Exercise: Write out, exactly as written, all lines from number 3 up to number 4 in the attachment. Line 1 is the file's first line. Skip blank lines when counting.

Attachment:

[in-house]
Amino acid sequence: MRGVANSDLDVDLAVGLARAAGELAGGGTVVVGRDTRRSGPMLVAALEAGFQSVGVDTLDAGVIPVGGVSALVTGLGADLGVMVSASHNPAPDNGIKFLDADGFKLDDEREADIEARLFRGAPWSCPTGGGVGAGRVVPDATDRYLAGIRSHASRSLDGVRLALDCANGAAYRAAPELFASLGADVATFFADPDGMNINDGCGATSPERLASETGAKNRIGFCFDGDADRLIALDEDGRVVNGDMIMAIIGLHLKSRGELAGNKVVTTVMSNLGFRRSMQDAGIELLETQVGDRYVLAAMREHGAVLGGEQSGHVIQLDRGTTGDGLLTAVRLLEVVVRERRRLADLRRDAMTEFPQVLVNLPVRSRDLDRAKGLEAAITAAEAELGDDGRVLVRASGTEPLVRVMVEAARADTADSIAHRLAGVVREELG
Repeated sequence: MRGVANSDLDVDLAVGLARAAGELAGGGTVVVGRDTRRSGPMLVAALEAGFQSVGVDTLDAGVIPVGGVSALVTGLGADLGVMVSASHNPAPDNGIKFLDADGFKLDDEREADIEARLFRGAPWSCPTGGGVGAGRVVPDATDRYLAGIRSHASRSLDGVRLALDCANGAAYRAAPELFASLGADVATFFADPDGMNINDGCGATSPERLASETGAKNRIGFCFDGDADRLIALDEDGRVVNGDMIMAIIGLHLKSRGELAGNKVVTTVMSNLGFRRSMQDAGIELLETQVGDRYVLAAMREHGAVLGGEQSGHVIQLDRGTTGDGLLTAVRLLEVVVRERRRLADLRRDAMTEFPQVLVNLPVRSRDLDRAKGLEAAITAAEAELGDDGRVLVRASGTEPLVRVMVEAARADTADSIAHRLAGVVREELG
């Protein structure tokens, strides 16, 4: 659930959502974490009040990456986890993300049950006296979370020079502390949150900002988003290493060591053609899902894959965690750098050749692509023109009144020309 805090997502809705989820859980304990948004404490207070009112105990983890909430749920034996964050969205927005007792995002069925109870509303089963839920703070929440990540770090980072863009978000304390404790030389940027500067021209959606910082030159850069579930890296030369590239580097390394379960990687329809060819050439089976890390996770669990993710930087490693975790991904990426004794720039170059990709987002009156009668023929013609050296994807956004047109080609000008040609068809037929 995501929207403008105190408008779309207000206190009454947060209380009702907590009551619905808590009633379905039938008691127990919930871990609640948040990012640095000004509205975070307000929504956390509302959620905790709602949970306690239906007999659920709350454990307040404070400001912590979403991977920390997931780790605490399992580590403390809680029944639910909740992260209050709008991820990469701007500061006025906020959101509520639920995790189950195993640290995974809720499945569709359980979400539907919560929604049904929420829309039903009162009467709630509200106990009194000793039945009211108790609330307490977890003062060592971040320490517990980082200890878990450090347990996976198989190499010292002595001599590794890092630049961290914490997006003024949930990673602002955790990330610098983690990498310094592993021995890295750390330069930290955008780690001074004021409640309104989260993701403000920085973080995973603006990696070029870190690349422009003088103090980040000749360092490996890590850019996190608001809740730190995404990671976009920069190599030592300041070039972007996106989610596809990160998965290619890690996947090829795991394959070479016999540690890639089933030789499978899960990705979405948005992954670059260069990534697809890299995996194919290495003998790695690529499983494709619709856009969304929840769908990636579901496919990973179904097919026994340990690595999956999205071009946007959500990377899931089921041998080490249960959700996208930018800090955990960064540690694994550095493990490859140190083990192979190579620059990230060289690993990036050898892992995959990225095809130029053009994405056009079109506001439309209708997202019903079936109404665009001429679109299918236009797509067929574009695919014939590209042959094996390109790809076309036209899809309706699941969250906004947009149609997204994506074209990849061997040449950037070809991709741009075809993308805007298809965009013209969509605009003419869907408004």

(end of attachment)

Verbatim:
Repeated sequence: MRGVANSDLDVDLAVGLARAAGELAGGGTVVVGRDTRRSGPMLVAALEAGFQSVGVDTLDAGVIPVGGVSALVTGLGADLGVMVSASHNPAPDNGIKFLDADGFKLDDEREADIEARLFRGAPWSCPTGGGVGAGRVVPDATDRYLAGIRSHASRSLDGVRLALDCANGAAYRAAPELFASLGADVATFFADPDGMNINDGCGATSPERLASETGAKNRIGFCFDGDADRLIALDEDGRVVNGDMIMAIIGLHLKSRGELAGNKVVTTVMSNLGFRRSMQDAGIELLETQVGDRYVLAAMREHGAVLGGEQSGHVIQLDRGTTGDGLLTAVRLLEVVVRERRRLADLRRDAMTEFPQVLVNLPVRSRDLDRAKGLEAAITAAEAELGDDGRVLVRASGTEPLVRVMVEAARADTADSIAHRLAGVVREELG
């Protein structure tokens, strides 16, 4: 659930959502974490009040990456986890993300049950006296979370020079502390949150900002988003290493060591053609899902894959965690750098050749692509023109009144020309 805090997502809705989820859980304990948004404490207070009112105990983890909430749920034996964050969205927005007792995002069925109870509303089963839920703070929440990540770090980072863009978000304390404790030389940027500067021209959606910082030159850069579930890296030369590239580097390394379960990687329809060819050439089976890390996770669990993710930087490693975790991904990426004794720039170059990709987002009156009668023929013609050296994807956004047109080609000008040609068809037929 995501929207403008105190408008779309207000206190009454947060209380009702907590009551619905808590009633379905039938008691127990919930871990609640948040990012640095000004509205975070307000929504956390509302959620905790709602949970306690239906007999659920709350454990307040404070400001912590979403991977920390997931780790605490399992580590403390809680029944639910909740992260209050709008991820990469701007500061006025906020959101509520639920995790189950195993640290995974809720499945569709359980979400539907919560929604049904929420829309039903009162009467709630509200106990009194000793039945009211108790609330307490977890003062060592971040320490517990980082200890878990450090347990996976198989190499010292002595001599590794890092630049961290914490997006003024949930990673602002955790990330610098983690990498310094592993021995890295750390330069930290955008780690001074004021409640309104989260993701403000920085973080995973603006990696070029870190690349422009003088103090980040000749360092490996890590850019996190608001809740730190995404990671976009920069190599030592300041070039972007996106989610596809990160998965290619890690996947090829795991394959070479016999540690890639089933030789499978899960990705979405948005992954670059260069990534697809890299995996194919290495003998790695690529499983494709619709856009969304929840769908990636579901496919990973179904097919026994340990690595999956999205071009946007959500990377899931089921041998080490249960959700996208930018800090955990960064540690694994550095493990490859140190083990192979190579620059990230060289690993990036050898892992995959990225095809130029053009994405056009079109506001439309209708997202019903079936109404665009001429679109299918236009797509067929574009695919014939590209042959094996390109790809076309036209899809309706699941969250906004947009149609997204994506074209990849061997040449950037070809991709741009075809993308805007298809965009013209969509605009003419869907408004």